I think it’s worse than that. My discretionary spending will fall from ‘low’ to ‘zero’ when the rule comes in. I can wear a mask, absolutely, and I will in circumstances where I absolutely have to. But I hate doing so. Really hate it. I’m permanently uncomfortable, can’t see a thing (glasses steaming) and heartily willing the mandatory period to be over. So personal choice will kick in and I just won’t go to any shop willingly, only if I really do need something (e.g. food). I just don’t want to spend discretionary time or money doing something unpleasant. Time will tell how many people are like me and how many are not. If they are, either the rule will be quietly dropped or the economy will close again. I have things I’d quite like to go and buy, but won’t do so while the rule is in place.

      • Tony says:

        Masks reduce the ability of Covid19 to spread as on its own it does not fly around but is carried in the droplets we all put into the atmosphere everytime we talk, sbeezrle, cough, etc.
        If everybody wears a mask we are helping each other.

      • Crafty says:

        Oh that’s right, silly me, masks are an artificial device to placate rich people. How did I miss that.

        • Chrisasaurus says:

          Oh it’s far deeper than that you know – learned people have discovered through their superior minds that the entire Covid pandemic is a hoax designed by democrats to force rednecks and Daily Mail readers into wearing masks even though it doesn’t directly benefit them (and therefore has no value whatsoever, clearly)

    • RWJ says:

      … and there’s always someone to come in and start screeching about “my liberty”. You’re perfectly free to not use public transport, in-person shops or public spaces if you’d rather not cover your face.

    • WaynedP says:

      Imperare sibi maximum imperium est

    • Rhys says:

      He wore a mask to begin with, but removed it so that we could hear better. At least 2-3m apart and he asked first 🙂

      • Julian says:

        Well of course he removed it to talk to you because they are so absurdly impractical and uncomfortable in the real world and nearly all the F1 drivers interviewed in Hungary kept pushing them back up their faces (so the advice not to touch the mask or your face is clearly written by people who have never worn them).

        However I still don’t think you should have risked the poor man getting in to hot water by putting a photo on here so that all the COVID hysterics could rise up in arms about it……….

        • Colin says:

          They’re really not that uncomfortable.

          They’re mandated in shops in Germany and they’ve had a much faster economic recovery than most in Europe. Clearly masks haven’t had a negative impact. Are you saying that Germans are less weak/pathetic than Brits?

          • Colin MacKinnon says:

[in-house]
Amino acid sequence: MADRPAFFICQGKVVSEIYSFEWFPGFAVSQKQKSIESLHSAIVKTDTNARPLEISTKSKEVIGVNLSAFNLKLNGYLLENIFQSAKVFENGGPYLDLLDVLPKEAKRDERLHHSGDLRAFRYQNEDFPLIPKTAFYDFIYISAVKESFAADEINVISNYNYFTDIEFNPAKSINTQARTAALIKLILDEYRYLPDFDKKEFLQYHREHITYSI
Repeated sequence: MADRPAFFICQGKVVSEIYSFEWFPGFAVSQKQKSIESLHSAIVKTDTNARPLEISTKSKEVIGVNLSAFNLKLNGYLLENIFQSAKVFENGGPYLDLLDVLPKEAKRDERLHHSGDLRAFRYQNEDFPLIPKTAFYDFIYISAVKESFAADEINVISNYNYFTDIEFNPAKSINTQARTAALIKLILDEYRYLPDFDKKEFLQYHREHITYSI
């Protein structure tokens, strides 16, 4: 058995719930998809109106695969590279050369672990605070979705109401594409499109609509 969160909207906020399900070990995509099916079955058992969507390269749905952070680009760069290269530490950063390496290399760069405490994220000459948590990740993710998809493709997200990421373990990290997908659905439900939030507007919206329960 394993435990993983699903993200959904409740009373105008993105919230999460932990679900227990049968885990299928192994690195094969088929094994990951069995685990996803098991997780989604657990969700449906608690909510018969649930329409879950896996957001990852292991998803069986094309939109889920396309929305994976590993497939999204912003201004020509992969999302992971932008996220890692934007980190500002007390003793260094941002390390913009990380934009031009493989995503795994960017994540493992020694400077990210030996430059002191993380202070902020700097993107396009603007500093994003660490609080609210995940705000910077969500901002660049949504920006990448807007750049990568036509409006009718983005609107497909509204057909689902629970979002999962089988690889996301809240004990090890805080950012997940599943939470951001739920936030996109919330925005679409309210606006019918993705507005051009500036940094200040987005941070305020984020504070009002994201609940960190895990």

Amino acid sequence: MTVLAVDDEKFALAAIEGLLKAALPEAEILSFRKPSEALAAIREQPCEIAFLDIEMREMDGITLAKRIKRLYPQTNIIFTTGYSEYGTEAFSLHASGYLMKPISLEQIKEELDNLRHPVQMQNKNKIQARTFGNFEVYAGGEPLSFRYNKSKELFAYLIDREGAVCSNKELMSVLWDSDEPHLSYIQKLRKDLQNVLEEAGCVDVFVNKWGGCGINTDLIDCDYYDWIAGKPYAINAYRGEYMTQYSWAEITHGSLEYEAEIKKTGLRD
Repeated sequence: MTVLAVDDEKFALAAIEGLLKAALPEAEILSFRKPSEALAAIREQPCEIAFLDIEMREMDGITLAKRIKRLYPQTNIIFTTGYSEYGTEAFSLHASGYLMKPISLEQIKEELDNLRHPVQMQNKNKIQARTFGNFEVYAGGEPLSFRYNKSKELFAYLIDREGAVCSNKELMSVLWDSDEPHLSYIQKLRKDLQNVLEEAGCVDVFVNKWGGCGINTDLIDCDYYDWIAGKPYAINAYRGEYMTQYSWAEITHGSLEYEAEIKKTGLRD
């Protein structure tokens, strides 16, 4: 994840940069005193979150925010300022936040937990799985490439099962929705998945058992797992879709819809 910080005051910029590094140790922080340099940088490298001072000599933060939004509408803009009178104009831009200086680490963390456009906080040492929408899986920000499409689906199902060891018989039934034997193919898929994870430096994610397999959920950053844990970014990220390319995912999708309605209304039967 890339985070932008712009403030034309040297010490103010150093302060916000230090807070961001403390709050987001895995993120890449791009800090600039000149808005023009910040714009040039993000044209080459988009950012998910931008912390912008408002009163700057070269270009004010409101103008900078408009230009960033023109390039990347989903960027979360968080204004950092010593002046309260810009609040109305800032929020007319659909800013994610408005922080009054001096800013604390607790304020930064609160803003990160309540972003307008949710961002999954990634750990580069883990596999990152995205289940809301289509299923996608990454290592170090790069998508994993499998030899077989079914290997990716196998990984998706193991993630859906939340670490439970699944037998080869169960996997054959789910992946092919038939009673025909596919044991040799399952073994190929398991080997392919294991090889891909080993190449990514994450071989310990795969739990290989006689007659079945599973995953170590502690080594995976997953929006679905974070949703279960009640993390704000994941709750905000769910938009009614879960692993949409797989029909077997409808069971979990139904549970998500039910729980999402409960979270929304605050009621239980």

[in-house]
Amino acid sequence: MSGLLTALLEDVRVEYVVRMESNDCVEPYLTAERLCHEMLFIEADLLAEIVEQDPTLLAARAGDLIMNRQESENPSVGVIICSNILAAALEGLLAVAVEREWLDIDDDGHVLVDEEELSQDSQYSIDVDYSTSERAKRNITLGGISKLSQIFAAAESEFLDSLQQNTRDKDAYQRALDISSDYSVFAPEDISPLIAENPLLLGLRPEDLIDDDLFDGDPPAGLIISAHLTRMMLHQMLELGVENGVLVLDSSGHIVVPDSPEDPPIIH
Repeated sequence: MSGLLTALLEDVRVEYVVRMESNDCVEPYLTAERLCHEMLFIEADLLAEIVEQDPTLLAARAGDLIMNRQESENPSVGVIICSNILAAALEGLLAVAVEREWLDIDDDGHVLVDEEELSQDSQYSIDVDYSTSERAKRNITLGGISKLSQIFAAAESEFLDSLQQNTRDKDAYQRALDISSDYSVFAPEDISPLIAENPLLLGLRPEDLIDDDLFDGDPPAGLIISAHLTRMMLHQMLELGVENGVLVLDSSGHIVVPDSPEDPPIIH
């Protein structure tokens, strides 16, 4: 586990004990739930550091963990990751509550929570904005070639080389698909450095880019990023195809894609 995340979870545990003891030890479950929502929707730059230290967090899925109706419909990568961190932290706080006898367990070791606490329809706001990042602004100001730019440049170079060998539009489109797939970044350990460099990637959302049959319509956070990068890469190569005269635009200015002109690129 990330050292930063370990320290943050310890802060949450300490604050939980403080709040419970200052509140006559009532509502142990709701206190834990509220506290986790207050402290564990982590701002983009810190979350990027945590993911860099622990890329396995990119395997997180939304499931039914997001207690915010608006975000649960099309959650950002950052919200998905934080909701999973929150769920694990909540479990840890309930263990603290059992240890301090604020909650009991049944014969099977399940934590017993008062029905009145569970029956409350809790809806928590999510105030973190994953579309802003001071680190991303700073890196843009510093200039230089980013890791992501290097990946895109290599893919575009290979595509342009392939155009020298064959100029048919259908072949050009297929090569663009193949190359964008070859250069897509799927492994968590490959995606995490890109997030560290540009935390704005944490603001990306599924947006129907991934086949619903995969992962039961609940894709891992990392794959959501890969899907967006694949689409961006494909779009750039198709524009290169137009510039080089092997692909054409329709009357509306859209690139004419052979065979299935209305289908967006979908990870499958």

Decades ago, I worked for a paper called Meat Trades Journal. The number of times – despite being fully briefed – an agency photographer would take a photo of a butcher with prize winning sausages and he wasn’t wearing a hat!

            Poor butcher was, of course, doing paperwork when the photographer called. So was just forgetting his hat.

            So, to me, the worrying thing is not the mask. It is that the boss of LCY and his PR gurus didn’t know to either take a photo with a mask on ( a bit pointless) or take a photo without any sign of a mask ( easily done from 2m away)

            Instead, he is now on public record as doing one of the things you should never do with a mask – hang it around your neck!

        • Callum says:

          Yet somehow surgeons manage to wear them for hours on end while managing to communicate intricate details with everyone else…

          Not that I’m remotely surprised to see this posted by you!

          • Blenz101 says:

            42oC here in Dubai today. Masks have been mandatory with zero exceptions for anyone stepping outside of the house since March.

            We have ALL managed to breath perfectly well and kept the deaths across the whole of the UAE to c.330 in total last time I checked.

            The only argument should be why the U.K. didn’t do it sooner – common sense alone would tell you there is a benefit to not breathing in other people’s breath during a global pandemic.

    • Harry T says:

      Wearing masks is a public health measure, backed by the best evidence we have, to protect others, rather than yourself. I guess this is why so many people struggle with the concept, as it clashes with their current world view of self interest.

      Also, wearing the kind of face coverings most people are obliged to in Tesco is at worst a minor inconvenience. Many key workers, including the doctors saving the lives of the public, have to wear more uncomfortable masks for longer. Perhaps the more libertarian members of our society should reflect on that when they next feel affronted by having to wear a mask to buy some milk.

  • Reeferman says:

    My experience at LCY yesterday lunchtime:
    The terminal was quiet – with the first of 3 flights that day departing within a 10 minute window and then nothing for a couple of hours.
    Security was efficient and friendly (which was definitely an improvement!)
    The only shops open were WHSmith, Boots and Cafe Nero